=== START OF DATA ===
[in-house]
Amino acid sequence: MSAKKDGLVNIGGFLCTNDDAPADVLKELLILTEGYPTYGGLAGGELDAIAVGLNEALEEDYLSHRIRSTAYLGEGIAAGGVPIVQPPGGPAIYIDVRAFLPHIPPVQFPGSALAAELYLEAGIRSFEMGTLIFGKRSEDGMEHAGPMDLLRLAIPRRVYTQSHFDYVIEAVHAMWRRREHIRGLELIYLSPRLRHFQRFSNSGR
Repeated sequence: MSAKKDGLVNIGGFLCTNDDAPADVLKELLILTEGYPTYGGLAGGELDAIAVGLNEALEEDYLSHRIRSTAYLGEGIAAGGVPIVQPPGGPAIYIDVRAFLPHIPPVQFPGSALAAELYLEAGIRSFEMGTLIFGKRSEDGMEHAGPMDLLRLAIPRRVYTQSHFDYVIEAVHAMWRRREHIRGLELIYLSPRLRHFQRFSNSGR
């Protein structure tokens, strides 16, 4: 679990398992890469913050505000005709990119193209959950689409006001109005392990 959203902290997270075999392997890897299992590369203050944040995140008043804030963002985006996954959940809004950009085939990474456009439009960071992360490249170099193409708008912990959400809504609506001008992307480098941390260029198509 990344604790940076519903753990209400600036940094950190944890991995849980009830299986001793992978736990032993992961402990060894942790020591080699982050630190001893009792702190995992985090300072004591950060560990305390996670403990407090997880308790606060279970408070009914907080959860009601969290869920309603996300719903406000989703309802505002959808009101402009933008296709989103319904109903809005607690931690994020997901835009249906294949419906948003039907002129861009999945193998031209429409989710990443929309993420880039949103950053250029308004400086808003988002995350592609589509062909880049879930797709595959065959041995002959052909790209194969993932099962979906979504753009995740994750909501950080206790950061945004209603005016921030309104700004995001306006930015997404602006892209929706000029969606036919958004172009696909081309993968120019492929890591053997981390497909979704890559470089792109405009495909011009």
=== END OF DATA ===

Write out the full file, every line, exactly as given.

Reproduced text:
[in-house]
Amino acid sequence: MSAKKDGLVNIGGFLCTNDDAPADVLKELLILTEGYPTYGGLAGGELDAIAVGLNEALEEDYLSHRIRSTAYLGEGIAAGGVPIVQPPGGPAIYIDVRAFLPHIPPVQFPGSALAAELYLEAGIRSFEMGTLIFGKRSEDGMEHAGPMDLLRLAIPRRVYTQSHFDYVIEAVHAMWRRREHIRGLELIYLSPRLRHFQRFSNSGR
Repeated sequence: MSAKKDGLVNIGGFLCTNDDAPADVLKELLILTEGYPTYGGLAGGELDAIAVGLNEALEEDYLSHRIRSTAYLGEGIAAGGVPIVQPPGGPAIYIDVRAFLPHIPPVQFPGSALAAELYLEAGIRSFEMGTLIFGKRSEDGMEHAGPMDLLRLAIPRRVYTQSHFDYVIEAVHAMWRRREHIRGLELIYLSPRLRHFQRFSNSGR
């Protein structure tokens, strides 16, 4: 679990398992890469913050505000005709990119193209959950689409006001109005392990 959203902290997270075999392997890897299992590369203050944040995140008043804030963002985006996954959940809004950009085939990474456009439009960071992360490249170099193409708008912990959400809504609506001008992307480098941390260029198509 990344604790940076519903753990209400600036940094950190944890991995849980009830299986001793992978736990032993992961402990060894942790020591080699982050630190001893009792702190995992985090300072004591950060560990305390996670403990407090997880308790606060279970408070009914907080959860009601969290869920309603996300719903406000989703309802505002959808009101402009933008296709989103319904109903809005607690931690994020997901835009249906294949419906948003039907002129861009999945193998031209429409989710990443929309993420880039949103950053250029308004400086808003988002995350592609589509062909880049879930797709595959065959041995002959052909790209194969993932099962979906979504753009995740994750909501950080206790950061945004209603005016921030309104700004995001306006930015997404602006892209929706000029969606036919958004172009696909081309993968120019492929890591053997981390497909979704890559470089792109405009495909011009």